Rival Zanu PF factions capture presidency, state institutions

HARARE - A serving High Court judge gave me something interesting to think about.

He claims Team Lacoste has captured State institutions — from the judiciary, the military, the State media — and G40 has captured the presidency. 

The judge, who cannot be named for professional reasons, insists Team Lacoste interests are significantly influencing State institutions’ decision-making processes.

On the other hand, G40, through First Lady Grace Mugabe — who has the advantage of pillow talk with her husband President Robert Mugabe — has taken control of the presidency in an attempt to direct political and economic governance of the country.

As a result, there are two dominant factions engaged in mortal competition.

Both Team Lacoste and G40 are attempting to reassert political monopoly through State capture. But G40 faces a greater political risk given that it relies on an incumbent who is increasingly frail and is in advanced age.

This is happening at a time the State is facing deepening fiscal and monetary constraints.

Attempts by Team Lacoste, reportedly headed by powerful Vice President Emmerson Mnangagwa, to reform the economy and energise the re-engagement process with international financial institutions and bilateral creditors, has been stonewalled by the presidency, which is captured by the G40.

The re-engagement efforts are necessary to build the necessary confidence required for underwriting Zimbabwe’s recovery.

Reform and re-engagement is championed by key Mnangagwa ally, Finance minister Patrick Chinamasa. In fact, the economy is being run by Team Lacoste, which has spearheaded an unimaginable agriculture turnaround through Command Agriculture, and is frantically trying to make the case that Zimbabwe was politically stable and open for investment.

And the presidency, under G40, is opposing the reform programme that Team Lacoste is frantically trying to promote.

In September last year, Chinamasa got a slap down from Mugabe after announcing a raft of measures to slash government spending.

The President’s Office issued a damning statement saying Cabinet had never approved Chinamasa’s proposals, which included a suspension of civil servants’ bonuses, wage cuts, job cuts, and a range of other austerity measures.

Chinamasa’s austerity measures had also proposed imposing tax on civil servants’ allowances, coupled with a promise to axe 25 000 government workers, citing budgetary limitations.

In practice, Mugabe — under the influence of G40 — has been unenthusiastic about the reform measures being proposed by Team Lacoste, and has allowed sharp criticism to emerge from Zanu PF young turks, who are undermining those seeking genuine re-engagement, and attempting to gain political capital from opposing the broader reform agenda.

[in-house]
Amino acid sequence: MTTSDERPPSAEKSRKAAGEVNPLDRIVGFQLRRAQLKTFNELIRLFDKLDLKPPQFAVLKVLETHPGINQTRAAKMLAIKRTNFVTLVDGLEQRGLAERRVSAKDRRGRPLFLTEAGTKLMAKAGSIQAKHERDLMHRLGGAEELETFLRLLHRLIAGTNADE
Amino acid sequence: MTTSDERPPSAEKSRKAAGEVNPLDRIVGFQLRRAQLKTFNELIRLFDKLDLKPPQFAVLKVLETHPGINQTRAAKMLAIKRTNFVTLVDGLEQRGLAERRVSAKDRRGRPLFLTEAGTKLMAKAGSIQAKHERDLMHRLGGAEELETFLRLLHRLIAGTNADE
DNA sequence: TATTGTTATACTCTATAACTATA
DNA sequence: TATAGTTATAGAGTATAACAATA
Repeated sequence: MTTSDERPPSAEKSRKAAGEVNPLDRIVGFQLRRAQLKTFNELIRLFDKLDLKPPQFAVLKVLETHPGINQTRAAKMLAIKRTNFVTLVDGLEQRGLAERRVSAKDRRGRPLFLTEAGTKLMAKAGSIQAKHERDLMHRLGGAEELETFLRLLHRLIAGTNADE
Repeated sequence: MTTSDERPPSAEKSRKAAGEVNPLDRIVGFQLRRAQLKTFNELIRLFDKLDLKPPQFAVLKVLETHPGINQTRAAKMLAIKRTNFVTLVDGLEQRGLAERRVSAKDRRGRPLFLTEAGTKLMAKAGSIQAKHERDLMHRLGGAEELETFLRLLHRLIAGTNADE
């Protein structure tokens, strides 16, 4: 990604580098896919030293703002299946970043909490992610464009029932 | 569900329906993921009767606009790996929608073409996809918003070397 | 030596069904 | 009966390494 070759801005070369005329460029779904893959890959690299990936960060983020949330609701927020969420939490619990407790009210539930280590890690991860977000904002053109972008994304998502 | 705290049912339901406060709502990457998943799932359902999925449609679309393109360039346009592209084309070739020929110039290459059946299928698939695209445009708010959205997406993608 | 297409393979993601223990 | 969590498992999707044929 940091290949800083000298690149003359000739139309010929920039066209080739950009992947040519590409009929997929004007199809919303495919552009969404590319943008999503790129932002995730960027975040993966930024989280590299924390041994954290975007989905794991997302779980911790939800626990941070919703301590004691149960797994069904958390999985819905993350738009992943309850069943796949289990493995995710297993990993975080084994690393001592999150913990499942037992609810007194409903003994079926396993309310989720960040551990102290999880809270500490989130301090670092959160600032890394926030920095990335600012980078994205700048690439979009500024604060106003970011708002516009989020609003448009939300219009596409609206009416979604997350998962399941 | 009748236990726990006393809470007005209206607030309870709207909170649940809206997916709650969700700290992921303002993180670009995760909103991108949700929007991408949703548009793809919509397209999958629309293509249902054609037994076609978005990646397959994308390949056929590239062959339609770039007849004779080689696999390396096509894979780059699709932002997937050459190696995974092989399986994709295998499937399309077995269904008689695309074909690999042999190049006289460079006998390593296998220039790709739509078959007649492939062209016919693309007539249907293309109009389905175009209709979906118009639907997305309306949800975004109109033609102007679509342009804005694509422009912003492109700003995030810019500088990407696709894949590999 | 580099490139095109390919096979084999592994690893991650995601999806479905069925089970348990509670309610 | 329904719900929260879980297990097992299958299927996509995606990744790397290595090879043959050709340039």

G40 leaders, pointedly Grace, are now calling for an extraordinary Zanu PF congress to anoint a successor to Mugabe, which they would use to isolate Mnangagwa further, even remove him from the vice presidency.

There is a politically-motivated conflict in government.

It is clear the G40 is hellbent on destroying Team Lacoste’s pillars of support, seeking to consolidate control over the State media by deploying Grace to publicly embarrass presidential spokesperson George Charamba to accord G40 favourable coverage in State run-newspapers; attempts to remove the top guns in the military, seen as pillars of support for Team Lacoste, and the zero-sum game we witnessed last year over the appointment of the new Chief Justice.

No doubt, Team Lacoste’s institutional capture is now deeply entrenched, and that faction has powerful actors in all State institutions who have the ability to create broad laws and institutions that protect their advantages in the future and that allow for their continued enrichment and power.

This apparent State capture by rival factions is not good for the country, and explains why government speaks with a forked tongue on things like the “Lima Strategy Document”, the government’s primary plan for clearing its arrears, has policy flip-flops on the indigenisation policy, property rights and compensation for land seizures.

All factions must back economic reform, and recognise that incremental progress requires compromises, especially in a context of challenging economic headwinds.

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